Well I must say it has been harder than ever to keep up to date with this blog. Everyone always says it’s the hardest thing to do. I had a lofty goal of once a week completing an entry which I did successfully for a while and then well….. I got busy! No excuses though. I thought this week I would speak about something near and dear to my heart…. heartburn. If any of you reading this blog are experiencing prenatal heartburn you know what I’m talking about. If you’re just reading this blog and experiencing heartburn; you to still know what I’m talking about!
Here is an article from whattoexpect.com on heartburn! May we all be cured soon! 🙂
It’s that last stretch of pregnancy, when you can almost see the finish line — and it seems like your heartburn wants to stay with you every step of the way. Nearly half of your expectant running mates have also been feeling your pain — probably for most of their pregnancies — and with good reason. Among the smooth muscles that are loosening and relaxing under the strict orders of your hormonal regime at 36 weeks pregnant
is that ring of muscle that separates the esophagus from the stomach. When this muscle loosens, the harsh digestive juices from your tummy back up into your esophagus. The stomach acids irritate the sensitive esophageal lining (right around where your heart is, though it has nothing to do with your heart), creating that searing pain. Luckily, there are some steps you can take to put the fire out:
Sit up and take notice. Make sure to sit upright while eating — and stay that way for a couple of hours after you eat. Lying down, slouching, slumping, and stooping will do you in. And when you have to bend, do it with your knees instead of at your waist (or you’ll send all that acid for a repeat ride up your esophagus).
Chew it over. Do your body a favor and eat slowly. Chewing is the first step in the digestive process, but the one that’s most often neglected when eating’s done on the run. The more you chew, the less work your stomach has to do. Another chew that’s good for you: Chewing sugarless gum will increase saliva, which can help neutralize acid in the esophagus. And while you’re at it, leave stress off the menu — anxious eating compounds digestive distresses of all kinds, including heartburn.
Catch the early bird special. Not to save money — but to save yourself heartburn. Whether you’re eating at home or out, take your last big meal at least two hours before bedtime so your stomach can get started on digestion before you lie down for the night. (A before-bed snack is fine, so long as it’s light and easy to digest.)
Break it up. Better still, skip those big meals altogether — six small meals are the pregnancy solution to just about whatever ails you, from heartburn to bloating to lagging energy level, you name it.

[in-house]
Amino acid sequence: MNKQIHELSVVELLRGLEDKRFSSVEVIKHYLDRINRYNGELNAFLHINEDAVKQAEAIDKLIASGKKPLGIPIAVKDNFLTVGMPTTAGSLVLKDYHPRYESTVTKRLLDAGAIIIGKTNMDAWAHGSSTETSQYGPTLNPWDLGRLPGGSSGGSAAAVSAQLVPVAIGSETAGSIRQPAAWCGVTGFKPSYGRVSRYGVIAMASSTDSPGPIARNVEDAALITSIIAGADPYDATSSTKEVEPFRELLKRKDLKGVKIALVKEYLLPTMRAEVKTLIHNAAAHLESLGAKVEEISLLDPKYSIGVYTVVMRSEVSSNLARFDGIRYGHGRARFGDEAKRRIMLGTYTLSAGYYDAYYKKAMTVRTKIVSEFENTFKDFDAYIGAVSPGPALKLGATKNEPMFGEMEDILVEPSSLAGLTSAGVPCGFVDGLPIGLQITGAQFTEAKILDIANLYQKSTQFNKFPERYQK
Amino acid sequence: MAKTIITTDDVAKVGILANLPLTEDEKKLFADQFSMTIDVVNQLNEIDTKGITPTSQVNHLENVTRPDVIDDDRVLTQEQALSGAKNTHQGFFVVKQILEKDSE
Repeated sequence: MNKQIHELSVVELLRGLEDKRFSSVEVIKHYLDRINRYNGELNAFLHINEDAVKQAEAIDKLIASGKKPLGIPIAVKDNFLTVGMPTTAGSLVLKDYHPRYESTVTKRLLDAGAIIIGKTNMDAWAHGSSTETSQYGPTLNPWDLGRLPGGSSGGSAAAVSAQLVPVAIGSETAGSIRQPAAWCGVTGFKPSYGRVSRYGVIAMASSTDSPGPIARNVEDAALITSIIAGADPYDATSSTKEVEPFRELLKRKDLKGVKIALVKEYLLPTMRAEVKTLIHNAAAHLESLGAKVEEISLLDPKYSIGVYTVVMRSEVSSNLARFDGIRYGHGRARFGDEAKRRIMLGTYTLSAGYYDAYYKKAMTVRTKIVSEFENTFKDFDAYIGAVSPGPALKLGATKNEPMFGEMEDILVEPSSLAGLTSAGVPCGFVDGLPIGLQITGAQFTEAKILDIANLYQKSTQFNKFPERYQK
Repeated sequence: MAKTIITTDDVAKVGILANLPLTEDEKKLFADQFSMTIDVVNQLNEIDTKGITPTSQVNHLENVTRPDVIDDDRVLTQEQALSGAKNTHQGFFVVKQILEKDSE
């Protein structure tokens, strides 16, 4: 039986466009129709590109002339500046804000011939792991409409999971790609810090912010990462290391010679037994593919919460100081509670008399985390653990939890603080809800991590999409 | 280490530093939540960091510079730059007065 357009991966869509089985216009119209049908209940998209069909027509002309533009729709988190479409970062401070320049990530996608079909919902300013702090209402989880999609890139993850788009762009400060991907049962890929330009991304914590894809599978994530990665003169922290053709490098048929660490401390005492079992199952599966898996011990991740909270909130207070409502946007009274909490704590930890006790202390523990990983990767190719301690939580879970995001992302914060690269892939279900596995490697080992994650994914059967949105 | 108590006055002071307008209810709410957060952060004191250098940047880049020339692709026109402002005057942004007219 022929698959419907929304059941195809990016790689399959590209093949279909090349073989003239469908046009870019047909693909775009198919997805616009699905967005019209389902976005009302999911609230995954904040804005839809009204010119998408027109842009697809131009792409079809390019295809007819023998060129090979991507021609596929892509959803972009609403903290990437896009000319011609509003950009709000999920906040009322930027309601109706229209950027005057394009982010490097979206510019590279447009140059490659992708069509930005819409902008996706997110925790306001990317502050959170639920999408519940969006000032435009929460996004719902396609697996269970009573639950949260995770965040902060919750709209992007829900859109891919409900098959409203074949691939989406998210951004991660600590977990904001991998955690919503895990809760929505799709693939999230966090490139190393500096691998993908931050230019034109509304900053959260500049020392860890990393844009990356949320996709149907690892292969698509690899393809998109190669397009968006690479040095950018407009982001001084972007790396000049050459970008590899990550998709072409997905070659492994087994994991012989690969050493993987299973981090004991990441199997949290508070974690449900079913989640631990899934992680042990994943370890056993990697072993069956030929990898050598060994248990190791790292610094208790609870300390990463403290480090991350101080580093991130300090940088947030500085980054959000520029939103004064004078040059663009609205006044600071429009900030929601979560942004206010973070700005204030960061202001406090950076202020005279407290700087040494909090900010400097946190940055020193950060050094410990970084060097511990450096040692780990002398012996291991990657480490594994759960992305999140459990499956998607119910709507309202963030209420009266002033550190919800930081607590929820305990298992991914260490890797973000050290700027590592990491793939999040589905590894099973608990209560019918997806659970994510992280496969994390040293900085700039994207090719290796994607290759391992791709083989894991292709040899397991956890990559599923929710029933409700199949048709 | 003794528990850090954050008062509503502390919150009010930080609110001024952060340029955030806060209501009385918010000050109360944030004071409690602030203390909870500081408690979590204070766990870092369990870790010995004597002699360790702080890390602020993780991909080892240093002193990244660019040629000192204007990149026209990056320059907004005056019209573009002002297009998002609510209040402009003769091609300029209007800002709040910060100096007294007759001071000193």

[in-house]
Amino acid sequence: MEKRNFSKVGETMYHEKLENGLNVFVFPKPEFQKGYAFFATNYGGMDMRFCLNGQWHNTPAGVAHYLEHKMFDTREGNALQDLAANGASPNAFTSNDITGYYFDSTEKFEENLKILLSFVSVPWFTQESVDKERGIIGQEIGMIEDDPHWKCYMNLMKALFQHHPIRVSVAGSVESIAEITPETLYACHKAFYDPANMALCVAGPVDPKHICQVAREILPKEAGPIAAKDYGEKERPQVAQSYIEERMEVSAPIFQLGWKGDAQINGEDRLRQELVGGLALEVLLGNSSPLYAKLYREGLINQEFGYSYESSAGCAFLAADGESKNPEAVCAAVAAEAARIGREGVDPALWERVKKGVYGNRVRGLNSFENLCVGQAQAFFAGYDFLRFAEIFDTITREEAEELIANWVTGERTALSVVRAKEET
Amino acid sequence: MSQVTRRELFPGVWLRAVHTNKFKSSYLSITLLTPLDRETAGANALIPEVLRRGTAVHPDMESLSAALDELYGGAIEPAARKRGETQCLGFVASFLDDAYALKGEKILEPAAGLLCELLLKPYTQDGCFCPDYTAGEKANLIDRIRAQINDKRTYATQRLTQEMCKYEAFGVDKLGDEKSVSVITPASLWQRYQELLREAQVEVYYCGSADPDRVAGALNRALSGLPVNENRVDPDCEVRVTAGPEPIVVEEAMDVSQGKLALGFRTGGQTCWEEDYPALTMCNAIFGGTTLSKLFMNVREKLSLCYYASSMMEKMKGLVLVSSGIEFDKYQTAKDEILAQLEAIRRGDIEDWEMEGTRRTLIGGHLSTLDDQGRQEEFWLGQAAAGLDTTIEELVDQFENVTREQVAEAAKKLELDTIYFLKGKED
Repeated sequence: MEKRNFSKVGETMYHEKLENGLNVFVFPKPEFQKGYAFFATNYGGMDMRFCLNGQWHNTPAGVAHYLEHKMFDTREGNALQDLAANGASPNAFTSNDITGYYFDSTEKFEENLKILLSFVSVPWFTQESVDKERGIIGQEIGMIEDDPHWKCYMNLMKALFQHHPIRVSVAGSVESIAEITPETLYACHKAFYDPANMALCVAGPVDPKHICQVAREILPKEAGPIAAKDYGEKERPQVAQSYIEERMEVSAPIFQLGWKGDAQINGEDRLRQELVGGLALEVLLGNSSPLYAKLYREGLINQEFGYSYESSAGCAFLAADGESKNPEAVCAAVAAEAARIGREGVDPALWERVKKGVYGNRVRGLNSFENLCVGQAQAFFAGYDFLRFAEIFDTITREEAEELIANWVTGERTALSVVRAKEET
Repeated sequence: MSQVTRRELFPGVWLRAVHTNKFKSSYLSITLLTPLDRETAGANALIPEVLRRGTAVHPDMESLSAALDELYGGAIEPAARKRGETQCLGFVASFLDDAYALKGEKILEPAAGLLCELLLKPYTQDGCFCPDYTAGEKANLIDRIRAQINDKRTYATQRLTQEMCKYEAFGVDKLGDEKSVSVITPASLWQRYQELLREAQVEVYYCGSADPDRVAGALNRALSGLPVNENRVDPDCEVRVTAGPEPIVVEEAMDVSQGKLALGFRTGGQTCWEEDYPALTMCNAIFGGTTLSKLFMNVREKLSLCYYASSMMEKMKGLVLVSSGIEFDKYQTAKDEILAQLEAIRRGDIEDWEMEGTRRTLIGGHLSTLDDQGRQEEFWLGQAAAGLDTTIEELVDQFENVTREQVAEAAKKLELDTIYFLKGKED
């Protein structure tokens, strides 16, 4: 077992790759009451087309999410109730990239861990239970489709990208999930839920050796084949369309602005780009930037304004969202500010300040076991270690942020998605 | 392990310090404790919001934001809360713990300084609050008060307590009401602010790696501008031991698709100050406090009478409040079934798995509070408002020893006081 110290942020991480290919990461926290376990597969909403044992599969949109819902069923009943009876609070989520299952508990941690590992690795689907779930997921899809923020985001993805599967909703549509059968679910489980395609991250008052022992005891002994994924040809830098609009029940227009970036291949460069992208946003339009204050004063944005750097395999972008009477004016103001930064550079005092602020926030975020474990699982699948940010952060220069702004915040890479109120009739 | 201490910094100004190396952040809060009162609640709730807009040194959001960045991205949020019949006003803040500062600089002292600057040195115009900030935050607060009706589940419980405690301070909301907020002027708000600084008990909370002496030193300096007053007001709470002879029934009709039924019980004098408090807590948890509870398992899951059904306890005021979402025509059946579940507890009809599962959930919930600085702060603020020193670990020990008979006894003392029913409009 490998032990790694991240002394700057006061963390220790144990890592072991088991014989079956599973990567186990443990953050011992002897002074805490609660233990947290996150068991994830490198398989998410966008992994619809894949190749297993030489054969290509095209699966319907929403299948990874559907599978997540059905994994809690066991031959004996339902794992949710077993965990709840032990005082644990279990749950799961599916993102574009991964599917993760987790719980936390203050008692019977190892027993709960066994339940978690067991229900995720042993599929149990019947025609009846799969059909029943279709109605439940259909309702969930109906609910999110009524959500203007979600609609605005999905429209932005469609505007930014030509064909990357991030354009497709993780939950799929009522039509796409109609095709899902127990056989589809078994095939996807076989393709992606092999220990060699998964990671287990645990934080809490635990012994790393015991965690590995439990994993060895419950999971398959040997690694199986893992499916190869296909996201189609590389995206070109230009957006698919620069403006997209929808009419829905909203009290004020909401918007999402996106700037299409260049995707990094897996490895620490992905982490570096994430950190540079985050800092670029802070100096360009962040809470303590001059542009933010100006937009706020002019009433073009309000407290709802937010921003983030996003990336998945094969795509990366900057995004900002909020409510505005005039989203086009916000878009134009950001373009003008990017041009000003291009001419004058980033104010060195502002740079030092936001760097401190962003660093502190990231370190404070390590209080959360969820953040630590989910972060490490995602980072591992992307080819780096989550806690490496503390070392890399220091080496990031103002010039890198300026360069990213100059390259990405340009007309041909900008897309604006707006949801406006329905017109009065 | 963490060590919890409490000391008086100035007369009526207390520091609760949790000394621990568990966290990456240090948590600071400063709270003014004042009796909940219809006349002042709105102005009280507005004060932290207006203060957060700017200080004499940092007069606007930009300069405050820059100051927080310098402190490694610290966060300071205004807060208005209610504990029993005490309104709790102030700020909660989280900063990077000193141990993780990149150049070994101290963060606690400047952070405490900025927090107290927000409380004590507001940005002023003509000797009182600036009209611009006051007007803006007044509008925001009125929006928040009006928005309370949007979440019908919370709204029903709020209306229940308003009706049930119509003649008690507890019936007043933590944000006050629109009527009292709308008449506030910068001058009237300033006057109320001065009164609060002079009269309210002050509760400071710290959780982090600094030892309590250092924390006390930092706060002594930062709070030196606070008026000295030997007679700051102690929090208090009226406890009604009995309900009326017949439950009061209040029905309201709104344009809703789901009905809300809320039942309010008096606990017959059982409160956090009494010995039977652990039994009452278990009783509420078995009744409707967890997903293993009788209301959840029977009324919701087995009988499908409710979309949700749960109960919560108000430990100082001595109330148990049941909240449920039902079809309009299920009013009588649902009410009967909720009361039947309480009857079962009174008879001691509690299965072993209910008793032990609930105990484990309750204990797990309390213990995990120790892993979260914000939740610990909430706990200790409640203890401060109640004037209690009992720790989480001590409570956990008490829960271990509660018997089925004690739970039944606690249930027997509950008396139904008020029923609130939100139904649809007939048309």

Think loose and flowing. No matter how voluptuous your upper curves make you feel, if you have heartburn, now is not the time to wear anything that Pamela Anderson might favor — tight clothes just fuel the burn.
Don’t play with matches. Some things are sure to light your heartburn fire. Just say no to highly seasoned spicy food, caffeine (this also relaxes the esophageal valve), alcohol (which is off the menu anyway), greasy foods of all kinds, and too much citrus. (If OJ gives you trouble, water it down a bit — or buy a low acid variety.) Peppermint turns up the burn in some women, but not all.
Hold your head up. Sleeping with your head elevated about six inches can keep the burn from waking you up.
Keep it down. Extra pounds can make heartburn extra worse. Try to stay within the 25-to-35-pound recommended weight gain.
Raise your hand. Ask your practitioner whether he or she has a preference for an over-the-counter antacid or whether you need prescription strength. As you’ve probably already figured out, taking Tums or Rolaids is a great way to ban the burn while boosting your calcium intake.
Feel like a natural woman. If you want to avoid over-the-counter antacids, you can try the following popular folk remedies.
- Papaya: Make sure the papaya is very ripe; unripe papaya can cause uterine contractions. Or ask your practitioner about the safety of using chewable papaya enzymes. (You can find these in health-food stores.)
- Almonds: Good for calcium as well as being a stomach settler.
- A tablespoon of honey in warm milk: Yummy and relaxing. Some say all dairy helps, and others say the opposite. (At the very least you’ll get in your calcium.)
There ya go, I hope it helps. I’ve been known to get up in the middle of the night while having just visited the loo again for the 100th time to guzzle down a class of milk for some extra coating. A friend of mine swears by gaviscon. I haven’t tried it myself, but it’s pretty tempting to throw away all the tums and grab a bottle.
If you have any heartburn relief tips; please feel free to share!